Iranian President Hassan Rouhani's warning that Tehran could abandon the nuclear deal it reached with the P5+1 powers if the US continues to impose sanctions on Iran has prompted serious concerns among observers.
"If America wants to go back to the experience [of imposing sanctions], Iran would certainly return in a short time — not a week or a month but within hours — to conditions more advanced than before the start of negotiations," Rouhani told Iran's parliament Tuesday as quoted by Reuters.
Speaking to Radio Sputnik, Tariq Rauf, former head of Verification and Security Policy Coordination at the International Atomic Energy Agency (IAEA), explained why Iran's potential withdrawal from the deal would pose a risk to the country.
"I think that the recent ultimatum or threat by Iran to break out of the Joint Comprehensive Plan of Action (JCPOA) and resume full scale uranium enrichment or other related nuclear activities that are restricted under the so-called Iran deal is not only a mistake but risks playing into the US' tactics of pushing Iran to break out of this agreement," Rauf emphasized.
According to the expert, "such action would isolate Iran and would also lead to the loss of support from the other partners like Russia, France, Germany, China and the UK and EU."
Rauf called attention to the fact that at the moment Iran has widespread international support due to its compliance with the provisions of the nuclear deal.
However, if Tehran withdraws from the agreement it will be blamed for ruining the deal and so will not emerge as the winner, the expert warned.
While the White House continues its crackdown against Iran by imposing sanctions on the country due to its current missile program, no one, even in Washington, can deny the fact that Tehran has been complying with the deal since it was concluded.
"Many conservatives and so-called right-wing elements in the US were firmly opposed to the Obama administration's policy of a negotiated nuclear deal with Iran," Rauf responded, "These opponents believe that 'crippling sanctions' were working and it was only a matter of time before Iran would capitulate."
"These opponents believe that the reimposition of sanctions will bring Iran to its knees. They mistakenly believe that $150 billion of Iran monies confiscated by the US and released under the Iran deal is an American reward to Iran," he stressed adding that this anti-Iran lobby is "grossly misinformed" and "deeply ideological in their feeling with Iran on this issue."
The expert warned against "unnecessary statements" referring to Tehran's accusations of Donald Trump being "not a reliable partner."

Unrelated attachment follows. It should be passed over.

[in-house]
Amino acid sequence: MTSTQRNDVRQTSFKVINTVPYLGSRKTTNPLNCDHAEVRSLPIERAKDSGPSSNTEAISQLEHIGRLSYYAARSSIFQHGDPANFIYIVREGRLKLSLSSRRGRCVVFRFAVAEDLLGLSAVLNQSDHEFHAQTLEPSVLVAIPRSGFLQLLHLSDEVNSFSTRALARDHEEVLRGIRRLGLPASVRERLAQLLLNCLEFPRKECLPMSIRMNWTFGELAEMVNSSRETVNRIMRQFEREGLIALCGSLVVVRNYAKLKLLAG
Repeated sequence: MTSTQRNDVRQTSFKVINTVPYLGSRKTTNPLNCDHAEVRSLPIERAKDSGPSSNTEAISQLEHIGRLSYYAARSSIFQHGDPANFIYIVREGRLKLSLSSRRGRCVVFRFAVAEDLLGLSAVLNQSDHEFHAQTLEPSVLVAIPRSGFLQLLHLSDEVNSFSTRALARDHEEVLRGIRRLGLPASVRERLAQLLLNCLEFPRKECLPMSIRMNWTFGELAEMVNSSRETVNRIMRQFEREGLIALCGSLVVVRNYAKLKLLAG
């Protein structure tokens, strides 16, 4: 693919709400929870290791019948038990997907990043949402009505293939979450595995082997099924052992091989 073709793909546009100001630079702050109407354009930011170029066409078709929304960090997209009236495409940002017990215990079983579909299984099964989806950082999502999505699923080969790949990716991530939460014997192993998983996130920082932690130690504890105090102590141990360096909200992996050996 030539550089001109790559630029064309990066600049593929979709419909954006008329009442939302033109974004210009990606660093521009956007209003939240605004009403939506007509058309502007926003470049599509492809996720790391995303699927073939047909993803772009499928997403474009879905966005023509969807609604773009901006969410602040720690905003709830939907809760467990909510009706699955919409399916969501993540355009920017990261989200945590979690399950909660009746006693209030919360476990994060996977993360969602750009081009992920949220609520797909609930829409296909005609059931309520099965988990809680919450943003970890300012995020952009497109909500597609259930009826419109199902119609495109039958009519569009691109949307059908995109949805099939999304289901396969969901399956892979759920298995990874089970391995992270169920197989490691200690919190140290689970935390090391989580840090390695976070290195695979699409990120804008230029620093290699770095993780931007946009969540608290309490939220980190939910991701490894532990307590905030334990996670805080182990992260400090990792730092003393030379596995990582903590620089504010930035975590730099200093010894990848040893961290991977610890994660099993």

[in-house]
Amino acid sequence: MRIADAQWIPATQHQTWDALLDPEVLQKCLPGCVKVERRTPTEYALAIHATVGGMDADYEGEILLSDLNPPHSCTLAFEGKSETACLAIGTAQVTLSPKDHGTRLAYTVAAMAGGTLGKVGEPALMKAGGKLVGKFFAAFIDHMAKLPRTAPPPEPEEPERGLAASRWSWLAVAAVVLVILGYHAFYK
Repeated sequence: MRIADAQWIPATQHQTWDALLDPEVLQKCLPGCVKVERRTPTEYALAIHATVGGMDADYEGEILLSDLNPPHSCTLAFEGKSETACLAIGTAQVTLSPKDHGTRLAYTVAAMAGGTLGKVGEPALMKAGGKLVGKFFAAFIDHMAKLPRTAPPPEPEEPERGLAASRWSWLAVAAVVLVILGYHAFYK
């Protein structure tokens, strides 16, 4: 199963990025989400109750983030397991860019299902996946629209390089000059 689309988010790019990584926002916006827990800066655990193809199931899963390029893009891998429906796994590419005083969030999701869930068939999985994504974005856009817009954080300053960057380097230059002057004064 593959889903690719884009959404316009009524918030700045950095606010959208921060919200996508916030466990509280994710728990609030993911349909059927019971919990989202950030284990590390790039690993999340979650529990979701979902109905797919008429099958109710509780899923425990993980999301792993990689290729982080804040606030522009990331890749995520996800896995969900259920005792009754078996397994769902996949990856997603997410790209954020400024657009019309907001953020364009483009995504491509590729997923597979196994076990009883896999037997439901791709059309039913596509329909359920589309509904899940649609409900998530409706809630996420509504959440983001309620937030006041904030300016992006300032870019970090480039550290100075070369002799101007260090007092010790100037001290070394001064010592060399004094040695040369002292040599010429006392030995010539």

"I think that such statements are not helpful and play into the game of the US administration," Rauf said, reiterating that Iran, first and foremost, should stick to the nuclear deal.
However, assessing Trump's Iran policy the expert labelled the US administration's attempts to undermine the nuclear agreement as "immature."
"Dismantling the Iran nuclear deal without due cause or driven by ideological consideration reflects immaturity of leadership and a lack of understanding of the international security landscape," Rauf stressed.
"The Iran nuclear deal was endorsed by the [UN] Security Council Resolution 2231 and thus has international legitimacy and legal standing that bilateral or multilateral defense arrangements — whether or not underpinned by nuclear weapons — clearly do not have," the expert highlighted.
According to Dzhabarov, the international community should do whatever it takes to preserve the Iran nuclear deal.
"This is an absolutely real threat," Dzhabarov believes, "If Iran withdraws from this agreement, there will immediately be a hotbed of tensions in the Middle East."
For his part, Russian Senator Igor Morozov, a member of the Federation Council's foreign affairs committee suggested that Moscow could convene a meeting with the United States, China, France, the United Kingdom and Germany to address the problem.
"Russia may demand the 'six' — thanks to whose efforts this agreement was reached — to convene, and to demand the US not to disrupt efforts to stabilize the situation," Morozov told Sputnik, adding that Iran's reaction to the expansion of US sanctions against Tehran was reasonable and perfectly understandable.